Heavenly gadgets: Spinoffs from space programmes

April 10, 2011 by Marlowe Hood and Laurent Banguet
What do ceramic teeth braces, artificial hearts, airbags, insulin pumps and Olympics-calibre swimsuits have in common? Answer: they originated in space.

What do ceramic teeth braces, artificial hearts, airbags, insulin pumps and Olympics-calibre swimsuits have in common?

Answer: they originated in space.

All these gadgets and hundreds more are spinoffs from technologies developed for the multi-billion-dollar space programmes that kicked into high gear 50 years ago when became the first human catapulted into orbit.

Many of these offshoots began with a quest by American, Soviet and European engineers for materials that could perform new tasks or withstand , cosmic rays and the stresses of high or .

So-called memory metals, for example, that flex and recover their shape in response to heat are used for shower valves to prevent scalding, surgical staples and tubing for reinforcing arteries called stents.

Sharper-than-steel scalpels, and even performance-enhancing golf clubs -- stronger than titanium as elastic as plastic -- are today derived from a related class of space-age alloys called .

Likewise the flexible wire rims of your sunglasses... which may also feature a glass coating, developed to protect astronauts' eyes from glint and glare.

Often the product seems quite remote from the technology that spawned it.

When swimwear maker Speedo set about making a faster suit, it turned to experts at NASA Langley Research Institute, who had specialised in studying friction and drag.

The resulting LZR line, launched in February 2008, quickly became de rigueur for competitive swimmers: more than nine out of 10 gold-medal winners at the Beijing Olympics six months later wore them.

Other space-boosted sportsgear includes athletic shoes with a cushioning material designed by NASA for its spacesuits.

Healthcare monitoring devices have also been derived from space-related inventions.

Technology once used to gauge the temperature of distant stars and planets now monitors the body heat of humans by measuring, in less than two seconds, energy emitted by the eardrum.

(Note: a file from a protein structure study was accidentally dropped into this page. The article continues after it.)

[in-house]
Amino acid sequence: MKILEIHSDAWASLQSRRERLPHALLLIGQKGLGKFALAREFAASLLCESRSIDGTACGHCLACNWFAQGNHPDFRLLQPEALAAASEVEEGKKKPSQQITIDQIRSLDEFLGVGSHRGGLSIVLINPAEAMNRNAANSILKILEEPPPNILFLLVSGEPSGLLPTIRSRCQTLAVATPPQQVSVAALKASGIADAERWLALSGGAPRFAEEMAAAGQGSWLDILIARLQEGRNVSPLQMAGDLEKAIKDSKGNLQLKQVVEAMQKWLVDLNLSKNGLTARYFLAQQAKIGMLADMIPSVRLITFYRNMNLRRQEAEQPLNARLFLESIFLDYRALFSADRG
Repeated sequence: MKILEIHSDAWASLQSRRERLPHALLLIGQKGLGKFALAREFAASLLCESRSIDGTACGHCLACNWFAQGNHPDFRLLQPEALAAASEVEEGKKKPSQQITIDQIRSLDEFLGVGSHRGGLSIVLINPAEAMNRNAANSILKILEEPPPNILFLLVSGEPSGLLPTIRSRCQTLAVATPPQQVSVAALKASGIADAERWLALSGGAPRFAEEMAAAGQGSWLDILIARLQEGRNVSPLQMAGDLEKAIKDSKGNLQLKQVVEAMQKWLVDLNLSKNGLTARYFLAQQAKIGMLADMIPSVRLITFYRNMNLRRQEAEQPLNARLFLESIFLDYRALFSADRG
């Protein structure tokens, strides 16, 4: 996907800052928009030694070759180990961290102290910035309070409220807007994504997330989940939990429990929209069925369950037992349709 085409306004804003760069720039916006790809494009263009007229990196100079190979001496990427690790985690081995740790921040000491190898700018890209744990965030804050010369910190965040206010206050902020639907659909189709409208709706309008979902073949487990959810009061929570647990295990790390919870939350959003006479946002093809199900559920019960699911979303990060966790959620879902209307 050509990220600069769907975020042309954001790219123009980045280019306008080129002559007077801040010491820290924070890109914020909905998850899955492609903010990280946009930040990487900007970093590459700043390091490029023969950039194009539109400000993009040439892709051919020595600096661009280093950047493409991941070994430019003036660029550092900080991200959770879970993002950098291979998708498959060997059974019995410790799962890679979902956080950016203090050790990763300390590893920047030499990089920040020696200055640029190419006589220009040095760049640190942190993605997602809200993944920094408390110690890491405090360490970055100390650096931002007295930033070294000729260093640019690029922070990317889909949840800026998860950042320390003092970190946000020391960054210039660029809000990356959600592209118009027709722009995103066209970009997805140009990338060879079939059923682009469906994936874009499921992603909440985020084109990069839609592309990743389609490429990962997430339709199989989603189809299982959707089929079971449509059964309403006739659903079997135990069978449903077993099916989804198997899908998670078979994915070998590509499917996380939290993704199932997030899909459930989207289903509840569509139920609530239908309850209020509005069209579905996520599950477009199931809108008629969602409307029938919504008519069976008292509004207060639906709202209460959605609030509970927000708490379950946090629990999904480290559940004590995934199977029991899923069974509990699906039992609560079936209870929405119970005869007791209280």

Automatic pumps that continuously deliver micro-doses of insulin -- eliminating the need for painful daily shots -- are based on NASA satellite components developed for the Viking Mars mission.

Technology created to track the health of astronauts in deep space has now been integrated into fitness machines: an infrared heartbeat transmitter strapped against the chest uses the heart rate to directly modulate exercise intensity.

And an artificial heart-pump, ten times smaller than earlier models, was inspired directly by systems that monitor fuel consumption on space shuttles.

Some applications have gone from cosmic to cosmetic.

Using material from missile-tracking devices, a company working with NASA invented translucent, shatter-resistant braces that have since been worn by hundreds of thousands of smiling adolescents.

Shock-absorbent foams developed to protect astronauts from the brain-jarring effects of g-force are widely used in protective head gear, including for cyclists.

A light-weight, fibrous material five times stronger than steel -- originally made for the Viking space vehicle parachute -- will soon be integrated in radial tires of your next car, according to NASA.

Even gourmet food fans have reason to hail space-based science.

Borrowing technology developed by ESA to study how fluids move in the bodies of weightless astronauts, Spanish producers can now measure with near-absolute precision the level of humidity in their high-priced hams.

Explore further: NASA ponders future without shuttles

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not rated yet Apr 11, 2011
Answer: they originated in space.

No. Most of them originated on Earth.

For example, the shape memory alloy Nitinol that is used in many of the applications stated was developed by the United States Naval Ordnance Laboratory during the second world war.

Again, politics bending history to drum up more funding to NASA.
not rated yet Apr 11, 2011
The issue of the matter is that NASA is a second hand source for many of the technologies and inventions. With such broad titles as "shock absorbent foams" or "A light-weight, fibrous material", it's difficult to say what particular materials you are talking about, so it's impossible to track who actually made the invention and what for.

But since it was used in the space program, then NASA must be responsible, right?
not rated yet Apr 11, 2011
You should try not to get your panties so twisted when you get out of bed in the morning.
5 / 5 (1) Apr 11, 2011
NASA is good NASA is great let us thank it for our ... sorry i got confused there a little ---

But seriously -- NASA does what NASA does best if you have a HUGE project - and i mean BIG, something that has not been done before and its gonna happen in outer space then NASA is the best tool for the job.

But if the task is mundane, almost rudimentary because it has been done so many times in the past that the science and the engineering are now proven technologies then it is best handled by companies that cna watch the bottom line.

I don;t know who said it but they said it best when they said ... Nasa should be the body that researches and come up with new propulsion - the newest and biggest space observatories - the driver of inovation --- but once its been done and done well then it should be handed over to private companies to continue the effort. Nasa should use government fund to subsidize new reseach and companies should be allowed to profit.

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